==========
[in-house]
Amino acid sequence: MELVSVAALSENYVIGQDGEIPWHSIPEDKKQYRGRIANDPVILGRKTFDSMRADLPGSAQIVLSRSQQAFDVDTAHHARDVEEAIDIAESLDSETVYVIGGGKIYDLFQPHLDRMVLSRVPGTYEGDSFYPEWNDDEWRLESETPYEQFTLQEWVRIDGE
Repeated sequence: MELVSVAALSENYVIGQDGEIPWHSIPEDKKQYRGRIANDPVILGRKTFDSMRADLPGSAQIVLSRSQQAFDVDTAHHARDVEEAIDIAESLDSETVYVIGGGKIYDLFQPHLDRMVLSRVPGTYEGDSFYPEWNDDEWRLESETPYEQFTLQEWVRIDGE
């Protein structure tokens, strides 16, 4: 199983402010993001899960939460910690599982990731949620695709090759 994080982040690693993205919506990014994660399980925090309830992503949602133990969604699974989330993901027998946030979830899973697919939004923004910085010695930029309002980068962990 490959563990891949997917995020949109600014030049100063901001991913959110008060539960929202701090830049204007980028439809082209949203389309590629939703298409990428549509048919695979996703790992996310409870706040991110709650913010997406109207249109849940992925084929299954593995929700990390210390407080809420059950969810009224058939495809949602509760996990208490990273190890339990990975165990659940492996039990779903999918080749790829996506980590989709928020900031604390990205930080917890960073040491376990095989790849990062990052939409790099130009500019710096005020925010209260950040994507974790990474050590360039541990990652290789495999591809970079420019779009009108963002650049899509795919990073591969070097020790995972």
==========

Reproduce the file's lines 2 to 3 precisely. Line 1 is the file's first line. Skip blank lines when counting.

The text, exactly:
Amino acid sequence: MELVSVAALSENYVIGQDGEIPWHSIPEDKKQYRGRIANDPVILGRKTFDSMRADLPGSAQIVLSRSQQAFDVDTAHHARDVEEAIDIAESLDSETVYVIGGGKIYDLFQPHLDRMVLSRVPGTYEGDSFYPEWNDDEWRLESETPYEQFTLQEWVRIDGE
Repeated sequence: MELVSVAALSENYVIGQDGEIPWHSIPEDKKQYRGRIANDPVILGRKTFDSMRADLPGSAQIVLSRSQQAFDVDTAHHARDVEEAIDIAESLDSETVYVIGGGKIYDLFQPHLDRMVLSRVPGTYEGDSFYPEWNDDEWRLESETPYEQFTLQEWVRIDGE